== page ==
The Chronicle's DUSTIN GARDINER: "Lawmakers from the Bay Area were quick to criticize President Trump on Friday, calling his authorization of the drone strike that killed Iran’s top general a blunder that could plunge the country into war."
"They made it clear that California’s delegation, which makes up much of the House’s Democratic majority, will attempt to block any rush toward large-scale conflict. The House must authorize a declaration of war, but Trump has broad powers to approve military strikes in the case of a “national emergency.”
"Rep. Barbara Lee, D-Oakland, was one of the swiftest and fiercest lawmakers to condemn Trump’s actions. She said the strike that killed Gen. Qassem Soleimani is a “dangerous escalation of tensions with Iran that brings us close to the brink of war."
READ MORE related to Warpath Escalation: Analysis: Will Iran resume and accelerate its race for nukes? -- LA Times's TRACY WILKINSON/MELISSA ETEHAD; Iraq vote, Hezbollah threat leveled at US troops in Mideast - AP's QASSIM ABDUL-ZAHRA/BASSEM MROUE; Nationwide protests against war with Iran - Sac Bee's JASON ANDERSON/DANIEL HUNT
LA to curb developer donations, but some fear corporate contributions could mask source of giving
LA Times's EMILY ALPERT REYES: "Real estate developers pushing to get new projects approved at Los Angeles City Hall will be banned, under a new law, from giving campaign contributions to the council members vetting their projects."
"But Los Angeles leaders have held off on another change that critics say is needed: Barring donors from giving through limited liability companies and other business entities that can make it difficult to tell who is donating."
"Doing so, they argue, would prevent prohibited donors from using LLCs to camouflage their campaign contributions. Banned donors are not legally permitted to give through such entities, but it could be tougher for the city and watchdogs to detect them."
Skeletal remains of Japanese American incarcerated at Manzanar found in mountains
LA Times's HAILEY BRANSON-POTTS: "In the treeless, boulder-strewn Williamson Bowl near California’s second-tallest mountain, Giichi Matsumura stopped to paint."
"It was Aug. 2, 1945, in the waning days of World War II. The 46-year-old Japanese American man from Santa Monica had been incarcerated with his family for three years at the Manzanar War Relocation Center and had set out with a group of men who left camp to go fishing near Mt. Williamson, 14,380 feet above sea level."
"When Matsumura stopped, the group kept moving. But a freak summer blizzard moved in. The fishermen hid in a cave, hoping Matsumura had returned to camp. He had not."
Bay Area doctors target health consequences of childhood trauma
The Chronicle's ERIN ALLDAY: "A screening tool developed by Bay Area pediatricians to identify adverse childhood experiences, ranging from homelessness and food insecurity to physical and sexual abuse, will now help doctors statewide address trauma affecting patients’ health."
"The California Department of Health Care Services approved the tool — called PEARLS, for Pediatric ACEs and Related Life-Events Screener — last month. As of Jan. 1, its use is covered by Medi-Cal, and it will be available to pediatricians at 8,800 California clinics."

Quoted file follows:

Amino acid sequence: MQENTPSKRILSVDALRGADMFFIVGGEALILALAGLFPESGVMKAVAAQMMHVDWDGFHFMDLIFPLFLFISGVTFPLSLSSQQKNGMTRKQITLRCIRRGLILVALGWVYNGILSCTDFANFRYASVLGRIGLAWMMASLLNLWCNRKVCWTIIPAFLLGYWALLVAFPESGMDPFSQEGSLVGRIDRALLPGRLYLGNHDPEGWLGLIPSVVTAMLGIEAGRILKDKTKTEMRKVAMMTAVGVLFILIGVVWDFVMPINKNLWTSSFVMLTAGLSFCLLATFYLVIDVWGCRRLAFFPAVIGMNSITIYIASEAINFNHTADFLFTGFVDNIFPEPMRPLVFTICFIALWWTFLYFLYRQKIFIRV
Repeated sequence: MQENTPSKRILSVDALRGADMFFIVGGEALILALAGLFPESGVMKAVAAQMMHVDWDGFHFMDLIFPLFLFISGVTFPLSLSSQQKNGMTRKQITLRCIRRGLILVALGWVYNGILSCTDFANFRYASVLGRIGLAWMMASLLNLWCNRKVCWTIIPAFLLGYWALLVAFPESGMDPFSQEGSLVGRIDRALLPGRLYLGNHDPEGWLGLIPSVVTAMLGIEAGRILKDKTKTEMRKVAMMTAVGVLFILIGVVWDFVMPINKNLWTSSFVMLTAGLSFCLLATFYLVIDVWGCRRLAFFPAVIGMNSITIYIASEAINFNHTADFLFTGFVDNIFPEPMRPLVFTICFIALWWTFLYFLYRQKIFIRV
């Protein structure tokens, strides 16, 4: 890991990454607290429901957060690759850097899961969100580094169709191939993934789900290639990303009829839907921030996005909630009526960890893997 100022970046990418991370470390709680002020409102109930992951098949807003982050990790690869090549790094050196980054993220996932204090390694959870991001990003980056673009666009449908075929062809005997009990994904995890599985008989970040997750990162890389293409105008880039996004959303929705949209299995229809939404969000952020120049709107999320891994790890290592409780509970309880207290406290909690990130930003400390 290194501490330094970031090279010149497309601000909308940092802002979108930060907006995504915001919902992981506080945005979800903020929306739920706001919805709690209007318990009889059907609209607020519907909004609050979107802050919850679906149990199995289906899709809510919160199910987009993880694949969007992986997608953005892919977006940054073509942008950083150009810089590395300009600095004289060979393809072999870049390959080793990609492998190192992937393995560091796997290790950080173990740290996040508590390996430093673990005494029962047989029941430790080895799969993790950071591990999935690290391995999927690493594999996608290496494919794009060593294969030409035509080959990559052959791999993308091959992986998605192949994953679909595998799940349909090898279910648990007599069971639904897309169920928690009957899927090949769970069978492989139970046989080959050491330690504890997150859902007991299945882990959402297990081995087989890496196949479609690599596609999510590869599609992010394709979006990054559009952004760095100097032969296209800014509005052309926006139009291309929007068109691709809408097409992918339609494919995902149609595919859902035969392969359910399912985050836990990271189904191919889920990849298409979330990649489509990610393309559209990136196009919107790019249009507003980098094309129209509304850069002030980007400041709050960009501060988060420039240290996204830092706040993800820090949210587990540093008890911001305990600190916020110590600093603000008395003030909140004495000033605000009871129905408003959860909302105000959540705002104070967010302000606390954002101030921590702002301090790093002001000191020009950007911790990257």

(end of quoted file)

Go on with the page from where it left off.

"Researchers and public health advocates have known for more than 20 years that traumatic childhood experiences are associated with greater risk of certain diseases such as asthma, diabetes and depression. But only in the past decade or so have doctors begun to understand just how closely connected trauma is to long-term health outcomes, and what they can do to protect their patients."
Rudy Giuliani mixed WH role, personal business in cybersecurity
The Chronicle's TAL KOPAN: "Rudy Giuliani’s mixing of his business interests, closeness with President Trump and involvement in government actions involving Ukraine is the subject of much attention from Congress as the impeachment case against the president moves toward the Senate."
"But a Chronicle investigation has found that Giuliani’s blurring of White House and personal business didn’t start with Ukraine. It began in the early days of the Trump administration, when Giuliani was named as a White House adviser in an area where he had limited experience but was trying to build a clientele: cybersecurity."
"His unpaid position with the new administration was vague, because Trump never gave him an official title or created a formal advisory committee for him to serve on or to chair. If Trump had done so, federal ethics laws would have obliged Giuliani to reveal any financial connections that might enable him to profit from his position."
These musical instruments survived the Holocaust. Now they honor the musicians who did not
The Chronicle's JOSHUA KOSMAN: "The violin had been in Auschwitz, and unlike so many human beings, it survived."
"One of the prisoners, his name now unknown, had been assigned the task of playing music while the other inmates were marched to the gas chamber. Once the camp was liberated, he immediately unburdened himself of the instrument. Years later, in the 1980s, the man he sold it to brought it to the atelier of the violin maker and restorer Amnon Weinstein in Tel Aviv."
“I opened the violin, and it was full of black ashes inside,” Weinstein, 80, recalled in a recent interview. “Because he was playing beside the crematorium, the ashes were in the air, and they settled inside the instrument."